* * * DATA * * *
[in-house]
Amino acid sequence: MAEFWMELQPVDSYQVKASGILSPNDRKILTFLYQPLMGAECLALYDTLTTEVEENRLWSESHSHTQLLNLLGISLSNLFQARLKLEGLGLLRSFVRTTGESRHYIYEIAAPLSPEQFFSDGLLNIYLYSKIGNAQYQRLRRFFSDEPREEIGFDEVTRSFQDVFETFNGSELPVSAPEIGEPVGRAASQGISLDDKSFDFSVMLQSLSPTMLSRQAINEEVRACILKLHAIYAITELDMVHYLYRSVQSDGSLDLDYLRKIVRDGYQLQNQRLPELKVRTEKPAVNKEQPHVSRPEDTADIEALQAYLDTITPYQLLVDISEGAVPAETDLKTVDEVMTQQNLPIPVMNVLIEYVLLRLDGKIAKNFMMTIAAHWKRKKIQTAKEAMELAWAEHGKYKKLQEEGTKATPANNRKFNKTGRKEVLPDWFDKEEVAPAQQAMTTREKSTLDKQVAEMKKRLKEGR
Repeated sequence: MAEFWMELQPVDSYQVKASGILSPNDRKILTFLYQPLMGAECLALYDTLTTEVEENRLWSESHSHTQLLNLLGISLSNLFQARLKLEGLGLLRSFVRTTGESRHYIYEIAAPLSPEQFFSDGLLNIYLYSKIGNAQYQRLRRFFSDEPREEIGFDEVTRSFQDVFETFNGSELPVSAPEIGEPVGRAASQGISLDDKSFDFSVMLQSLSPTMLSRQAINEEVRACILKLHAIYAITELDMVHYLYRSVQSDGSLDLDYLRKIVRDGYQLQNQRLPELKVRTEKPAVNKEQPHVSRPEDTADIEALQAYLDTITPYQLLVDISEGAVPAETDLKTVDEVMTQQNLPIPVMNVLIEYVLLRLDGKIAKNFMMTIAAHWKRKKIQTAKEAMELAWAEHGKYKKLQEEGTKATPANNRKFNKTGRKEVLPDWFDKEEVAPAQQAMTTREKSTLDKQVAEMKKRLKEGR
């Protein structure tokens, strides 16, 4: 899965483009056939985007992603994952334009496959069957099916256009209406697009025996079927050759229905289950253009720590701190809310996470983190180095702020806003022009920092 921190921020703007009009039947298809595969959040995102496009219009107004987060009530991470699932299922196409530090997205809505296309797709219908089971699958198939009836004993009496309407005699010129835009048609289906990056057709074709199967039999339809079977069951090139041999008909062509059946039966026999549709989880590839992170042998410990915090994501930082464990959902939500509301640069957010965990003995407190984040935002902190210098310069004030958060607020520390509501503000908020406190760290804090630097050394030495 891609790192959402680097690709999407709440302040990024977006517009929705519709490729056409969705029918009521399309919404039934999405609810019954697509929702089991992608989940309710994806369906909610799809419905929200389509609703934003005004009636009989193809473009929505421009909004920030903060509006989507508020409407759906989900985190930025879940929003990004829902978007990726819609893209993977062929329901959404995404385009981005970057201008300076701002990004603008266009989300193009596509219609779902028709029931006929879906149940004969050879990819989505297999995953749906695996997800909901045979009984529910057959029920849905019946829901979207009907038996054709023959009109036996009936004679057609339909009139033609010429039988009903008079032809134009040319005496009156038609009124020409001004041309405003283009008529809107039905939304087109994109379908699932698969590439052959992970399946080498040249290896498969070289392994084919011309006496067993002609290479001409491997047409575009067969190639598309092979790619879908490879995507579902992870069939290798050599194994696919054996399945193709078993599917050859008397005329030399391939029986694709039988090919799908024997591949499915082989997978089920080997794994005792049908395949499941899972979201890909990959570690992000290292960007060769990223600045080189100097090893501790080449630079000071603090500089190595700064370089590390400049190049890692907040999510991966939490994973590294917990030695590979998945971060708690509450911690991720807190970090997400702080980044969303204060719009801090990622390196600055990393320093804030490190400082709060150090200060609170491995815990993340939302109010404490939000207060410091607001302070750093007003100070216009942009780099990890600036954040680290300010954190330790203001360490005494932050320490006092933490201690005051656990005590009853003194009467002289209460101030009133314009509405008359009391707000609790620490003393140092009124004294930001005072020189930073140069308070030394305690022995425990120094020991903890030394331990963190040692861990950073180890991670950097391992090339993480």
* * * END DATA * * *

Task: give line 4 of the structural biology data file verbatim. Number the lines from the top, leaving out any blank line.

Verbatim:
């Protein structure tokens, strides 16, 4: 899965483009056939985007992603994952334009496959069957099916256009209406697009025996079927050759229905289950253009720590701190809310996470983190180095702020806003022009920092 921190921020703007009009039947298809595969959040995102496009219009107004987060009530991470699932299922196409530090997205809505296309797709219908089971699958198939009836004993009496309407005699010129835009048609289906990056057709074709199967039999339809079977069951090139041999008909062509059946039966026999549709989880590839992170042998410990915090994501930082464990959902939500509301640069957010965990003995407190984040935002902190210098310069004030958060607020520390509501503000908020406190760290804090630097050394030495 891609790192959402680097690709999407709440302040990024977006517009929705519709490729056409969705029918009521399309919404039934999405609810019954697509929702089991992608989940309710994806369906909610799809419905929200389509609703934003005004009636009989193809473009929505421009909004920030903060509006989507508020409407759906989900985190930025879940929003990004829902978007990726819609893209993977062929329901959404995404385009981005970057201008300076701002990004603008266009989300193009596509219609779902028709029931006929879906149940004969050879990819989505297999995953749906695996997800909901045979009984529910057959029920849905019946829901979207009907038996054709023959009109036996009936004679057609339909009139033609010429039988009903008079032809134009040319005496009156038609009124020409001004041309405003283009008529809107039905939304087109994109379908699932698969590439052959992970399946080498040249290896498969070289392994084919011309006496067993002609290479001409491997047409575009067969190639598309092979790619879908490879995507579902992870069939290798050599194994696919054996399945193709078993599917050859008397005329030399391939029986694709039988090919799908024997591949499915082989997978089920080997794994005792049908395949499941899972979201890909990959570690992000290292960007060769990223600045080189100097090893501790080449630079000071603090500089190595700064370089590390400049190049890692907040999510991966939490994973590294917990030695590979998945971060708690509450911690991720807190970090997400702080980044969303204060719009801090990622390196600055990393320093804030490190400082709060150090200060609170491995815990993340939302109010404490939000207060410091607001302070750093007003100070216009942009780099990890600036954040680290300010954190330790203001360490005494932050320490006092933490201690005051656990005590009853003194009467002289209460101030009133314009509405008359009391707000609790620490003393140092009124004294930001005072020189930073140069308070030394305690022995425990120094020991903890030394331990963190040692861990950073180890991670950097391992090339993480």